Get on a First Name Basis with Online Prospects and Clients

by Meryl K Evans | Category: Business, Customer Service, Marketing, Meryl's Notes Blog, Social Media 2 comments

Drapers Barber Shop Martinsville 300x185 Get on a First Name Basis with Online Prospects and ClientsOnce upon a time, geography and the surrounding community limited the customer base for small businesses. Today, our connected world offers an unprecedented opportunity for small businesses everywhere because we can live anywhere and work with clients on a global scale.

But what have we sacrificed? Sometimes we long for the days when an owner knew the name of every customer who entered the store. Communities foster customer loyalty and help keep a small business afloat during tough times.

Building meaningful relationships lies at the heart of social media marketing. Social networks like Facebook and Twitter are not solely another avenue for advertising your products and services. They exist to form a community for your business.

To build a small town atmosphere of support online for your company, remember these four key points.

1. Be a Resource

Customers look for people and businesses that they can trust. Using your social media accounts, you can be a source of knowledge about your company’s area of expertise. Instead of just posting about sales and promotions, use these outlets to share information that you’ve been learning or reading about.

If you’re an accounting firm, this could mean posting easy-to-understand updates about changes in the tax code. Likewise, a natural foods store might post about a new study questioning the health benefits of a product like soy — even if it’s among the products that they sell. By being honest and providing real, objective content, customers realize they can trust you with their purchases.

2. Be in Touch

The ability to directly contact your customers is a valuable asset. First, you have to establish trust – people don’t want to give out their email or phone number in fear of receiving spam. If you can collect this information, however, you now have a direct line to your base. Offer a discount to compel people to sign up for a newsletter or coupons sent through text messages.

Once you collect the contact information, don’t abuse the trust. A monthly e-newsletter can go a long way in helping build on that trust. Shape the newsletter the same way that you do in social media. Balance objective content with information about your products and services. 80/20 works well here where 80 percent of the content is valuable information and 20 percent is self-serving. Likewise, a weekly text message about a great deal helps remind customers to visit your site or connect with you.

3. Say thank you … always.

Regardless the type of business you run, saying thanks never goes out of style. If all of your transactions go through an automated online system, you can send a follow-up email that says thank you and includes a link to a survey or a comment box where people can offer feedback. (Yes, you can automate this.)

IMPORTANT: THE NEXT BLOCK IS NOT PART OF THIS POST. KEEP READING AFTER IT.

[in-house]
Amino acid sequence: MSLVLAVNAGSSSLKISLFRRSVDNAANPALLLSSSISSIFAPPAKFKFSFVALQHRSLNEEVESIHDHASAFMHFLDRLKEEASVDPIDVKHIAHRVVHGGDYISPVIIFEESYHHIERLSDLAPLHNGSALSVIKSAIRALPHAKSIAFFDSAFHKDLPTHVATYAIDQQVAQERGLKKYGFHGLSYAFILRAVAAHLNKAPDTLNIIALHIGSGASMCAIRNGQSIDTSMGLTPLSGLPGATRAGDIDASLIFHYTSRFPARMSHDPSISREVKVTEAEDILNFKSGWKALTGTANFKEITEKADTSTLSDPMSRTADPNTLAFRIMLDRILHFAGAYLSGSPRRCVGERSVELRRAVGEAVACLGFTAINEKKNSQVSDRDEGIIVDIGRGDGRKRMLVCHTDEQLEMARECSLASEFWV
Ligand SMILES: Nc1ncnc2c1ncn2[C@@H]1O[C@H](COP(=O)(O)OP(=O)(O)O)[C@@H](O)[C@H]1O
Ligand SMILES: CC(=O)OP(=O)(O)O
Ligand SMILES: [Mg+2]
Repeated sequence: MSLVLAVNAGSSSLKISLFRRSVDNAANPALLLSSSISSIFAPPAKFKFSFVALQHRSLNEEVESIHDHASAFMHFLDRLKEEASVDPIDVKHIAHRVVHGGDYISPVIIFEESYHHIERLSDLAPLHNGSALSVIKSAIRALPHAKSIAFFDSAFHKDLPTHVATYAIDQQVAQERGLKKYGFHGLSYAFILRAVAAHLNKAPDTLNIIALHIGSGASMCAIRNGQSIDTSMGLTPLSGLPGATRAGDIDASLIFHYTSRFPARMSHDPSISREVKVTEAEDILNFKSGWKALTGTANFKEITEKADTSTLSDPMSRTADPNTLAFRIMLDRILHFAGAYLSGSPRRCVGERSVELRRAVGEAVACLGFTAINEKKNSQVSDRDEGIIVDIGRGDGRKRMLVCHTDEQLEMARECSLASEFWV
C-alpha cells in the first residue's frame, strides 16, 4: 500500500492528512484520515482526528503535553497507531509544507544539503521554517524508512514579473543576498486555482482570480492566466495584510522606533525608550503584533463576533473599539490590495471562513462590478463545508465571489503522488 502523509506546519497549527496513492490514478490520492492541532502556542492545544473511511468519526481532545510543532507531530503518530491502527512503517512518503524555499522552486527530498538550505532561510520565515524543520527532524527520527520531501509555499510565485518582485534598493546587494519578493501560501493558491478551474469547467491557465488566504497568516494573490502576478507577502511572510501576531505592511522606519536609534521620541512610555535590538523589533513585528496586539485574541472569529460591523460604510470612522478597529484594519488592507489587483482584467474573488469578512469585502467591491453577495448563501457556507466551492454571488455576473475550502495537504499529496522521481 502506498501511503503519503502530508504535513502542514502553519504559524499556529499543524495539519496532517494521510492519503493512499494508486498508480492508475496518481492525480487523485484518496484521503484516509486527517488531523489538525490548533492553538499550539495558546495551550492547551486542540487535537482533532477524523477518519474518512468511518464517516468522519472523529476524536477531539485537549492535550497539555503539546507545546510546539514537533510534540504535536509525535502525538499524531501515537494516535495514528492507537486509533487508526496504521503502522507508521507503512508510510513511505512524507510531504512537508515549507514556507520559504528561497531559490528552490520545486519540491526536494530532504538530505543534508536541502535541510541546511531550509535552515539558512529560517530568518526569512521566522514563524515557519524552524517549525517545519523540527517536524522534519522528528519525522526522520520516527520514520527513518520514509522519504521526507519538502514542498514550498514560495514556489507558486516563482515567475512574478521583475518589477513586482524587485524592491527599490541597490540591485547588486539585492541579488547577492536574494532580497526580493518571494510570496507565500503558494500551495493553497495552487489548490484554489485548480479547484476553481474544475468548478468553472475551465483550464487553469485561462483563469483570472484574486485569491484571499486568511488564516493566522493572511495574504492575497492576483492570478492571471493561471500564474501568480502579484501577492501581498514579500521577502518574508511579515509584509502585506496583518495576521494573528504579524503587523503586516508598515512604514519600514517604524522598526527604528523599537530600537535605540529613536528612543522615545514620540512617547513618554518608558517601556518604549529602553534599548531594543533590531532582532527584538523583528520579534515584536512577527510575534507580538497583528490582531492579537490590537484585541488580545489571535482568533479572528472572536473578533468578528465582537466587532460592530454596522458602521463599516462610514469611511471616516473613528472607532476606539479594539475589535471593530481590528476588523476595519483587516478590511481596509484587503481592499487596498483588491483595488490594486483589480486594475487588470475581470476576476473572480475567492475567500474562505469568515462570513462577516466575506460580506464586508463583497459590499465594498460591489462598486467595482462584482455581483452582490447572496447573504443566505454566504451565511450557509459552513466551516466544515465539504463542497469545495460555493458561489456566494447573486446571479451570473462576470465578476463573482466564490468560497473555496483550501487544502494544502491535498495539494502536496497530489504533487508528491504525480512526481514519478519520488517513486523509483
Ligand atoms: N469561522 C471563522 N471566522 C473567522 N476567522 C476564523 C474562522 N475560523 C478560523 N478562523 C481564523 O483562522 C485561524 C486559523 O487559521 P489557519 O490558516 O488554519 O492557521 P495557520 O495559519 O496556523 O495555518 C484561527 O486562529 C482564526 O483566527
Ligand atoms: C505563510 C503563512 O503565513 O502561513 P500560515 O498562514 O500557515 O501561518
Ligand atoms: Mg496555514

If you’re a company that deals with fewer clients than a retail store, it may be feasible to send handwritten cards. Once you order the cards, it only takes one minute to write a line or two of thanks and drop it in the mail. The effect can be a long-term and fruitful business relationship.

4. Remember Special Occasions

Customers need reminded that they’re doing business with fellow human beings, especially in a time when much of our business and interaction occurs through the portal of a connected device. Holidays aren’t an excuse to have a sale. Depending on the size of your company, sending holiday cards or gifts to your most valued customers works wonders in building loyalty and strengthening relationships. If a competitor ever comes along, clients will remember that you sent them holiday wishes. It’s also okay to celebrate your company’s birthday. Remind your customers that you’re growing, and it’s thanks to their support.

In a business world where we’re increasingly separated from clients, it’s important to find ways to establish real connections through relevant content and direct outreach.

What other ways have you found to get to know your customers?

Christopher Wallace is Vice President of Sales and Marketing for Amsterdam Printing, a provider of personalized pens, imprinted apparel, mugs, customized calendars and other promotional products. He regularly contributes to Promo & Marketing Wall blog.

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2 comments

  • Posted by Lori on November 1st, 2012, 10:04 AM

    Funny how saying “thank you” can make such a strong impact, but it’s true. When I say thank you, I ask also if they’re satisfied and what more I can do to make them happy. It’s amazing how that little process can help clear up minor issues (that will surely escalate) and how often clients express appreciation for my giving a damn.

  • Posted by meryl on November 1st, 2012, 2:38 PM

    Lori, we’re two peas in a pod. That’s how I operate and feel about it, too.


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